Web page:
To say time flies means that it ceases to have any specificity or urgency. Westerners tend to think of this as meditative—what happens when you’ve gone exploring in the computer, or you’re deep into a really good book, or falling madly in love. It’s unusual, something other than the ordinary temporal sensibility that gets us to work, the kids to school, the assignments done, the dinneron the table. How paradoxical, then, that the most rewarding and satisfying activities are those where it seems as if time ceases to exist.Marcia Tucker, 1996*

Friends and colleagues of the late Marcia Tucker—art historian, curator, and New Museum founder—will gather this week for a book launch and panel on OUT OF BOUNDS—THE COLLECTED WRITINGS OF MARCIA TUCKER.


Thursday, October 17, at 7 pm.

New Museum Theater

235 Bowery, New York City.

*Marcia Tucker, from A Labor of Love, New Museum exhibition catalog, 1996. Reprinted in Out of Bounds, 2019.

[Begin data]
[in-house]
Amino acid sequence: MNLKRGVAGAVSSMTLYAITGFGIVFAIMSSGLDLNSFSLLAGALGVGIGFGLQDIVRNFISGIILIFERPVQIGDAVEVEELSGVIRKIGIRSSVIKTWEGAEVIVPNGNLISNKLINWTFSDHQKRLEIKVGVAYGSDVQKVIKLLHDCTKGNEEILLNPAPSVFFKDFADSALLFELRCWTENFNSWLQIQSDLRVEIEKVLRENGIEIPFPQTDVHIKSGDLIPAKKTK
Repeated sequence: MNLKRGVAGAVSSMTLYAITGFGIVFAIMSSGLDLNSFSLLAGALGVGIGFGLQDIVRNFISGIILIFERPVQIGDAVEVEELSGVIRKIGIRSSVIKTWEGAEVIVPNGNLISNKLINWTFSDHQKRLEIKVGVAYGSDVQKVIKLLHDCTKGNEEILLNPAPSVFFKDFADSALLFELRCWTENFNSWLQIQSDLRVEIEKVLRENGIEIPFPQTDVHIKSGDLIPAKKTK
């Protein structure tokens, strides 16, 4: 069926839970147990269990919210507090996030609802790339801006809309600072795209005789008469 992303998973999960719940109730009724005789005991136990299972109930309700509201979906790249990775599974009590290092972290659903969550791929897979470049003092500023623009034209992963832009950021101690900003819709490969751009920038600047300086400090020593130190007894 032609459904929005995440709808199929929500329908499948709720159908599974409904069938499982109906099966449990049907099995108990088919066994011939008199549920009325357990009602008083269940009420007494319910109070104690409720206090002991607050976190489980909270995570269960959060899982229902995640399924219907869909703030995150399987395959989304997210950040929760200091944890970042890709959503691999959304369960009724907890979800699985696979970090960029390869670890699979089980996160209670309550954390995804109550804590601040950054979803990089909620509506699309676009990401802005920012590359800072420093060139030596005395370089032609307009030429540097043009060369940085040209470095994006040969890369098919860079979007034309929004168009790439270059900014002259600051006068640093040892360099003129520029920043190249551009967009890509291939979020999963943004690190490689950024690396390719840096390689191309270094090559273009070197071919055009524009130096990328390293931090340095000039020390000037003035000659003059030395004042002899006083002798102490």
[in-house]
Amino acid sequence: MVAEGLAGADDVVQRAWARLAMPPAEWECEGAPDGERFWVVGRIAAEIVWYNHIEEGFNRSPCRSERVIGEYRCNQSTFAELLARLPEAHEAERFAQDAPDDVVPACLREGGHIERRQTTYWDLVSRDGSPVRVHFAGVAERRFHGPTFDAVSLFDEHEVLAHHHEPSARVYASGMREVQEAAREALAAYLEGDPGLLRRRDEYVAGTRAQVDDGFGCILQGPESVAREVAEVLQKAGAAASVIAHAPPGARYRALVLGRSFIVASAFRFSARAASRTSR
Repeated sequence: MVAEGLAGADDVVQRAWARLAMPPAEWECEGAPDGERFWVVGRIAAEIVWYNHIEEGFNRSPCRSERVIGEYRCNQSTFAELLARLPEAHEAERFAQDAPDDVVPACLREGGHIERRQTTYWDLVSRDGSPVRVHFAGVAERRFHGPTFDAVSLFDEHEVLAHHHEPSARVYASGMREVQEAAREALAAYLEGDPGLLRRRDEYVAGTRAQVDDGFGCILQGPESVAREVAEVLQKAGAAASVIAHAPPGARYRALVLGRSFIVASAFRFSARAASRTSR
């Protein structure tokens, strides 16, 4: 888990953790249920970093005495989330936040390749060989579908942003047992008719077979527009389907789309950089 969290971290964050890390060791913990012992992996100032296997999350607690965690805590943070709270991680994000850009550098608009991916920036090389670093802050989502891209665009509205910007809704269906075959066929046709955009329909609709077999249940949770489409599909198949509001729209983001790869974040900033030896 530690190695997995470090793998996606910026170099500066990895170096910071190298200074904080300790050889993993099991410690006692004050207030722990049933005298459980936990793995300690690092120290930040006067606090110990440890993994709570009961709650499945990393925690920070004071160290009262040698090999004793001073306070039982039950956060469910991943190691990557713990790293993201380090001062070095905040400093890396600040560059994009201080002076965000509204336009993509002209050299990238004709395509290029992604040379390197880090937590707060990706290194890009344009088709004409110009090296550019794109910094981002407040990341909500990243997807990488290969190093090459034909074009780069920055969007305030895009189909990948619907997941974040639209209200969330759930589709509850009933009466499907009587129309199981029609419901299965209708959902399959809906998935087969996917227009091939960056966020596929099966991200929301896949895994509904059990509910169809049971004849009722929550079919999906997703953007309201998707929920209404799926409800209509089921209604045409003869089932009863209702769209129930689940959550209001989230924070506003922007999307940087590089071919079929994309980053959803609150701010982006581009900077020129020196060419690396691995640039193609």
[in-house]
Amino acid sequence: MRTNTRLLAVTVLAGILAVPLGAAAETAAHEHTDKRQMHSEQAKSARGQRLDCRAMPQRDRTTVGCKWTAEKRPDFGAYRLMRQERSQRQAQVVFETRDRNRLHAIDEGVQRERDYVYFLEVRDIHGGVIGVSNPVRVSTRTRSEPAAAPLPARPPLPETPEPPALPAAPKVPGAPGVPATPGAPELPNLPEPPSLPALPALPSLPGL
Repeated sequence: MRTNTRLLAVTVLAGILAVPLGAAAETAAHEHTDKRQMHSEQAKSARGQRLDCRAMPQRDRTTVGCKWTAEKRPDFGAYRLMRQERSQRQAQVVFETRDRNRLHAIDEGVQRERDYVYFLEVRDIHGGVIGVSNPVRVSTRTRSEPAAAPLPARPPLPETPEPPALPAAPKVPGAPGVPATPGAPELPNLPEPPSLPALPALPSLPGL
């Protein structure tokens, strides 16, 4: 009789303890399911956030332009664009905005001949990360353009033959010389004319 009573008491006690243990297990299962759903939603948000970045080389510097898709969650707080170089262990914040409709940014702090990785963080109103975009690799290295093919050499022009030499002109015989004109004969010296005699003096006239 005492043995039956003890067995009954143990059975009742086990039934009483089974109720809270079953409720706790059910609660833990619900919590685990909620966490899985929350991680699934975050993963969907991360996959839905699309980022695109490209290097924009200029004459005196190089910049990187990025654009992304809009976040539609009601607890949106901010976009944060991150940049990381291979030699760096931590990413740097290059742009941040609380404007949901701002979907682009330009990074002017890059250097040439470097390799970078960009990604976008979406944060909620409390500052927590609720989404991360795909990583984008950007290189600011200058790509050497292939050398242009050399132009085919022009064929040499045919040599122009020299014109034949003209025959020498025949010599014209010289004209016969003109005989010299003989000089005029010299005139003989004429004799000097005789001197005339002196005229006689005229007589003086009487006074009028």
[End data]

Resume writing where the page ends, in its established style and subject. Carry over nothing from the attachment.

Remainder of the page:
From top: Marcia Tucker; Joan Brown, The Room, Part I (The Leg), 1975, oil enamel on canvas, courtesy and © Joan Brown Estate, Anglim Gilbert Gallery, and George Adams Gallery, “Bad” Painting exhibition, New Museum, 1978; Pat Steir, The Virgin’s Dream, 1972, oil and pencil on canvas, Lannan Art Collection; Out of Bounds—The Collected Writings of Marcia Tucker, design by Catherine Lorenz, courtesy and © the New Museum and Getty Publications; Daisy Youngblood, Romana, 1987, low-fire clay, courtesy McKee Gallery, photograph by Fred Scruton; Labor of Love exhibition, New Museum, 1996; Liza Lou, Kitchen, 1991–1996, glass beads, wood, wire, plaster, and artist’s used appliances, photograph by Tom Powell, Labor of Love exhibition, New Museum, 1996. Images courtesy and © the artists, photographers, and publishers.

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